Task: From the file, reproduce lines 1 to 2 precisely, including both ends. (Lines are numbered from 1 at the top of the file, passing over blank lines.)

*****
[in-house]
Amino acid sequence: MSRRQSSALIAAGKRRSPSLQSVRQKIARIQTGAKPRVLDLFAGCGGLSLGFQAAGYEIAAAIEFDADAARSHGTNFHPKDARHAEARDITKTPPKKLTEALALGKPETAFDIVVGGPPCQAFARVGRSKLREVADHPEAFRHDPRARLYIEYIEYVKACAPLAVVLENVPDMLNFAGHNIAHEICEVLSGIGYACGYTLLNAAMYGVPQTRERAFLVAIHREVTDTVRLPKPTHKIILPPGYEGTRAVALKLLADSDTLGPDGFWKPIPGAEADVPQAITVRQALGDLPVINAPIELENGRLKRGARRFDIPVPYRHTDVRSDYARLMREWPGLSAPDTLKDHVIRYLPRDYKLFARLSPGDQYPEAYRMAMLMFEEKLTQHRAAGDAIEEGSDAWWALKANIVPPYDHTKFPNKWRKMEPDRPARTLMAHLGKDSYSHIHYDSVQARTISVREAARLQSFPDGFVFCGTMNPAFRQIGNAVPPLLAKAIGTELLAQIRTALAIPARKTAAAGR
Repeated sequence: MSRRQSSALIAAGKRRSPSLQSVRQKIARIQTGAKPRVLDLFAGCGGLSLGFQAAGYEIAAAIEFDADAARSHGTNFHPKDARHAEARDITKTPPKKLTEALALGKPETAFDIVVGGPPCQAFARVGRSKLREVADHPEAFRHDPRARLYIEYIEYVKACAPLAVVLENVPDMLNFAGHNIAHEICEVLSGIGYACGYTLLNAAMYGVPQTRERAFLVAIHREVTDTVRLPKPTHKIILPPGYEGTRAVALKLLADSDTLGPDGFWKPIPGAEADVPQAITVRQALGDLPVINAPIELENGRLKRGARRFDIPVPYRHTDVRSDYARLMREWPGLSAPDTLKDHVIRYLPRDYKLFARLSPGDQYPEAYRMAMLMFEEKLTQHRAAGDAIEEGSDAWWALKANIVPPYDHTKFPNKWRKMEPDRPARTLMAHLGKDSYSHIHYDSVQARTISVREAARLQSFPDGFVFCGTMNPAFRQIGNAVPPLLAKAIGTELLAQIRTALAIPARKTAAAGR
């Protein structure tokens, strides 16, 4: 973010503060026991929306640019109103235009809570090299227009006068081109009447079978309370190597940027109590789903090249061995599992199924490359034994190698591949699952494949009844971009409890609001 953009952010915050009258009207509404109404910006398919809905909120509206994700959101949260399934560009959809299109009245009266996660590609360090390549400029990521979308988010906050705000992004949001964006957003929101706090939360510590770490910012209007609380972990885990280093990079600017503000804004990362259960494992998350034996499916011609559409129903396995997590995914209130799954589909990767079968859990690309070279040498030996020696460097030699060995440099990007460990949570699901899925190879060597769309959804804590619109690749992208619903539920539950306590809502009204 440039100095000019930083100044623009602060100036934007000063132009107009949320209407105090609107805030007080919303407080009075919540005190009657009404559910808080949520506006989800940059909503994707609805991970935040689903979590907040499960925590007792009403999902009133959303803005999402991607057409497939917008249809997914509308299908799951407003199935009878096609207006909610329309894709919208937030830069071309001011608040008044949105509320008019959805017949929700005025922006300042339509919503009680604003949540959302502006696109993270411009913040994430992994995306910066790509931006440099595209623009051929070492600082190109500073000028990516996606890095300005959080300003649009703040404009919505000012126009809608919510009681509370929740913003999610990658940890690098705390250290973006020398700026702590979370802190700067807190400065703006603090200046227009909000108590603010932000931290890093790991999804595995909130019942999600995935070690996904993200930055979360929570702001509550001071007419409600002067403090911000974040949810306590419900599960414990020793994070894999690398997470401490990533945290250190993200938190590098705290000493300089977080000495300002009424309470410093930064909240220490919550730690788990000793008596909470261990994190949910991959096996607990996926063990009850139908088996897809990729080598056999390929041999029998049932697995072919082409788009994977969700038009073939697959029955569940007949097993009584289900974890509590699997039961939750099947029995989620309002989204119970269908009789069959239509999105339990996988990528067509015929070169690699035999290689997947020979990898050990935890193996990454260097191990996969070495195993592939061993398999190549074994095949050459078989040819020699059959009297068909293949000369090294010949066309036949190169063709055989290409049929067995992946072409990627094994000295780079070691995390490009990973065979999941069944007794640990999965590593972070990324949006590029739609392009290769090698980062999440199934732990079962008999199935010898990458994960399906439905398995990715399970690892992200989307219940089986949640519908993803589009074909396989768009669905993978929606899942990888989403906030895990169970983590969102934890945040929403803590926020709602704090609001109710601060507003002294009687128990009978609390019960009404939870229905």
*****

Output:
[in-house]
Amino acid sequence: MSRRQSSALIAAGKRRSPSLQSVRQKIARIQTGAKPRVLDLFAGCGGLSLGFQAAGYEIAAAIEFDADAARSHGTNFHPKDARHAEARDITKTPPKKLTEALALGKPETAFDIVVGGPPCQAFARVGRSKLREVADHPEAFRHDPRARLYIEYIEYVKACAPLAVVLENVPDMLNFAGHNIAHEICEVLSGIGYACGYTLLNAAMYGVPQTRERAFLVAIHREVTDTVRLPKPTHKIILPPGYEGTRAVALKLLADSDTLGPDGFWKPIPGAEADVPQAITVRQALGDLPVINAPIELENGRLKRGARRFDIPVPYRHTDVRSDYARLMREWPGLSAPDTLKDHVIRYLPRDYKLFARLSPGDQYPEAYRMAMLMFEEKLTQHRAAGDAIEEGSDAWWALKANIVPPYDHTKFPNKWRKMEPDRPARTLMAHLGKDSYSHIHYDSVQARTISVREAARLQSFPDGFVFCGTMNPAFRQIGNAVPPLLAKAIGTELLAQIRTALAIPARKTAAAGR